I have been an emergency physician for almost 20 years. I have worked through numerous disasters, and I'm used to the daily grind of heart attacks, gunshots, strokes, flu, traumas, and more. It's par for the course.
Yet nothing has made me feel the way I do about my job as this pandemic has—that knot-in-the-pit-of-your-stomach sensation while heading into work, comforted only by the empathetic faces of my colleagues who are going through the same thing. I am grateful for their presence, knowing they are literally and figuratively with me, that they understand and accept so profoundly the risks we take each day. I also hope that my friends and family forgive me for my lack of presence during this time—precisely when we need each other most—and that they realize that their words, their encouragement, and their small gestures that come my way daily are the fuel that gets me through. This is a story for all of us.
I met my patient, Mr. C, on my first real pandemic shift, when what we were seeing that day was what we had been preparing for all along. His presentation was classic, his x-ray findings, his low oxygen levels. We just knew. He was the nicest man I had met in a long time. Gasping for breath, he kept asking if we needed anything, and saying it would all be OK. He told us he was a teacher, but that he was learning so much from us. He told us how much he respected what we were doing. The opposite could not be truer.
We had to decide how long we would try to let him work through his low-oxygen state before needing to intubate him. His levels kept falling, and despite all our best efforts, it was time to put him on the ventilator. He told us he didn't feel great about it. “But, doc, I trust you, and I am putting myself in your hands,” he said.
That uneasy feeling in my stomach grew even queasier in that moment. But he, with his teacher's steady voice, kept me grounded, where I was supposed to be. I saw his eyes looking at me, the kindness in them, even as we pushed the medications to put him to sleep. To say this was not an easy intubation is an understatement. He nearly left us a few times during those first minutes, but he kept coming back. We fought hard to keep him with us. The patience and strength of my team that day were truly remarkable.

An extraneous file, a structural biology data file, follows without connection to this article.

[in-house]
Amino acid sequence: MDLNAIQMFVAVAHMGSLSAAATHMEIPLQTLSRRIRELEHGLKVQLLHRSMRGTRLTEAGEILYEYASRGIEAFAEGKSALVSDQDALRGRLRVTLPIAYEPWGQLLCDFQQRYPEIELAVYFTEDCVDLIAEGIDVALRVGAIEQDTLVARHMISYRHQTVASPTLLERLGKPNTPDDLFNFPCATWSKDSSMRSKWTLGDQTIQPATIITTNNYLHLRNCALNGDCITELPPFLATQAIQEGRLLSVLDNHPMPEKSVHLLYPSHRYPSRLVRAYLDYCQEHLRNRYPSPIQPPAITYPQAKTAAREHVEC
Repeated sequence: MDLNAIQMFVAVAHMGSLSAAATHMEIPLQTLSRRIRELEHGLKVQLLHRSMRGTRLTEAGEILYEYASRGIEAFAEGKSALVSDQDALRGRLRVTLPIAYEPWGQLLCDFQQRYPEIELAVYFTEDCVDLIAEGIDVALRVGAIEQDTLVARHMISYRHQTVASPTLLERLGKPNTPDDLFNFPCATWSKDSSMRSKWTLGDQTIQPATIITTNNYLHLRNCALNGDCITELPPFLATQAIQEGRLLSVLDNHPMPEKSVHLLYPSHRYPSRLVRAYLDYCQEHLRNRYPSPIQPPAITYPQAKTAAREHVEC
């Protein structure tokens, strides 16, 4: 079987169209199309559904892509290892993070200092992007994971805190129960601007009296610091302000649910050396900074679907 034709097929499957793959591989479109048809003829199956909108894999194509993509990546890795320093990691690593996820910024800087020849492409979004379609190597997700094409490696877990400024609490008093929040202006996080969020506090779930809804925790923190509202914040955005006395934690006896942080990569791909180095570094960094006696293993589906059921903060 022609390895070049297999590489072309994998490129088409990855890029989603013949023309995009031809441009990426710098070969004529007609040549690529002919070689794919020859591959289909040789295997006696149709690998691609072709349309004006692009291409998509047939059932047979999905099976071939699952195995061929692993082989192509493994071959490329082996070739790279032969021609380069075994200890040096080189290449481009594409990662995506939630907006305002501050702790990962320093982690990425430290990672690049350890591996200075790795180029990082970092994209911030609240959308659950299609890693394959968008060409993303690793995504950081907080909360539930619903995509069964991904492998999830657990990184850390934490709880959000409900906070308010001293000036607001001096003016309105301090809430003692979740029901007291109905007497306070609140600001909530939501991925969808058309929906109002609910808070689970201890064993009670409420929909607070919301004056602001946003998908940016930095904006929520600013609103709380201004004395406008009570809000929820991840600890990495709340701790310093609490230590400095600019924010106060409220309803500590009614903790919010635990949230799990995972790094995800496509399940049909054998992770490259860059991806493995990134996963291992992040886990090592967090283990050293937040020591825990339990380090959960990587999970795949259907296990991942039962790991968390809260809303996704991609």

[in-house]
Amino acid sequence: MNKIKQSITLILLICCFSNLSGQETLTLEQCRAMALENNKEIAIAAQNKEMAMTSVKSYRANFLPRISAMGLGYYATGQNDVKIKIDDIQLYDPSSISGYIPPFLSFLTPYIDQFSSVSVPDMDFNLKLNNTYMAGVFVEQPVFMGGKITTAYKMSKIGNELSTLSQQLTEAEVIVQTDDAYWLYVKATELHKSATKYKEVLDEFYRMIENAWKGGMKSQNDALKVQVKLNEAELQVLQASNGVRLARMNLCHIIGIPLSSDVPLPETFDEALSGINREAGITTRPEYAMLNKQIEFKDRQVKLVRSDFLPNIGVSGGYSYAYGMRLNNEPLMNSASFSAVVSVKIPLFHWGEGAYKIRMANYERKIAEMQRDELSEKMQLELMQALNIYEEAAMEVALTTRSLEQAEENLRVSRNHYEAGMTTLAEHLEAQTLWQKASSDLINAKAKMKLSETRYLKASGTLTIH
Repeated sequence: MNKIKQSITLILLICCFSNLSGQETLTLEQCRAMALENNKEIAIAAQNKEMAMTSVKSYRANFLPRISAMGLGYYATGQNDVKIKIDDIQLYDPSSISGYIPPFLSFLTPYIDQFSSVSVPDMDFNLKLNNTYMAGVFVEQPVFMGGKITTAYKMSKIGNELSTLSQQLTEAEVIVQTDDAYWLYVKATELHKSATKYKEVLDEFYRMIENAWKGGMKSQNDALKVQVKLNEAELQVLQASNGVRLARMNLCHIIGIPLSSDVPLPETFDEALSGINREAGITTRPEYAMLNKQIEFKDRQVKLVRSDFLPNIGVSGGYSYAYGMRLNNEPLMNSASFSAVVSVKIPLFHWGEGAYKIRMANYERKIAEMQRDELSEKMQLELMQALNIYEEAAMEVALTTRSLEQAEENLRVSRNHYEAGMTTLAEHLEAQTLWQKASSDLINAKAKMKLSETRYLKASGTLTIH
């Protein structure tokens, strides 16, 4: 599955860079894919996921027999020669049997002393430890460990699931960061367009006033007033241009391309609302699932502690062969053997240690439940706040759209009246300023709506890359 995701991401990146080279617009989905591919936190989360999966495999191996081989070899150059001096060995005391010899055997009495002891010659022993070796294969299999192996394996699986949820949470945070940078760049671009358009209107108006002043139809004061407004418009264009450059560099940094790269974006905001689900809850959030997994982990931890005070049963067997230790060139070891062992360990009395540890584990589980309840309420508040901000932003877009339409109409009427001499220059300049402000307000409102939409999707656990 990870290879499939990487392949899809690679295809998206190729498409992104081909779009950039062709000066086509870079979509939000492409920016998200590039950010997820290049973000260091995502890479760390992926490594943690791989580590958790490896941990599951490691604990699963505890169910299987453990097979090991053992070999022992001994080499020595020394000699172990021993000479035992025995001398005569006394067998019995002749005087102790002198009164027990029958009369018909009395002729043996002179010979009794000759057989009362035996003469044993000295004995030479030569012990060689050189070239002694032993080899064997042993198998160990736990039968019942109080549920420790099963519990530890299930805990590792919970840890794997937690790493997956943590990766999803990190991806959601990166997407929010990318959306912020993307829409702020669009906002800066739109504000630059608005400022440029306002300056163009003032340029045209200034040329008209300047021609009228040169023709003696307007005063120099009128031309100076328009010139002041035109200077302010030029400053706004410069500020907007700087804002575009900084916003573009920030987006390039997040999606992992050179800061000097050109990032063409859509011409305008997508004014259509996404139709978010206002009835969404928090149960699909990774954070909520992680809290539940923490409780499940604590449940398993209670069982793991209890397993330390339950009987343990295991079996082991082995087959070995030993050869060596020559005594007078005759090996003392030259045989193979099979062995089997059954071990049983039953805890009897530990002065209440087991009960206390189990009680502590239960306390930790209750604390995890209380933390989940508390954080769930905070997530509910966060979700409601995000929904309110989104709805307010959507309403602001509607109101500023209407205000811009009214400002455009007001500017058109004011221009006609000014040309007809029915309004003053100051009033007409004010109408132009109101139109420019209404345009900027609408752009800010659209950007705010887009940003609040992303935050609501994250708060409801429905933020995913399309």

I handed him over to my friend and colleague, Beth Ginsburg, MD, and her team in the ICU. Her calming voice reassured me that they had it from there. For the next 12 days, I waited and watched his progress, knowing the statistics and how sick he was when he got to us. But the ICU did its magic, and just yesterday, my new friend Mr. C was extubated. I decided to go “meet” him again.
Mr. C was in the COVID-19 stepdown unit, recovering without family. Nobody was allowed to visit him. Even worse, his wife had been home alone in isolation too. My heart broke thinking of how that must have been for her. I donned my PPE, and cautiously went into his room. When he saw me, he stopped for a second. A moment of recognition.
I introduced myself. “I'm Dr. Akbarnia, Mr. C. I was the last person you saw in the ER. You told me you trusted us to get you to this side. Looks like you did just fine.”
He started to cry. “I remember your eyes,” he said. And then I started to cry. What he didn't know is that, at that moment, I realized that we do what we do exactly for people like him, for moments like these. His strength, his kindness, his calming words to me meant everything. At that moment, my heart (which had been beating more than 100 bpm since this pandemic began) finally slowed down.
I sat down, and we talked. I told him that while he is here, we are his family. He will always have a place in my heart. And whether he knows it or not, he will be my silent warrior and guide as I take care of every patient, COVID-19 or not. He will fuel me until the day I hang up my stethoscope.
This story and photo were posted with the patient's consent.
Share this article on Twitter and Facebook.
Access the links in EMN by reading this on our website, www.EM-News.com.
Comments? Write to us at firstname.lastname@example.org.
Dr. Akbarniais an emergency physician at Advocate Condell Medical Center in Libertyville, IL. Follow her on Twitter@halleh13.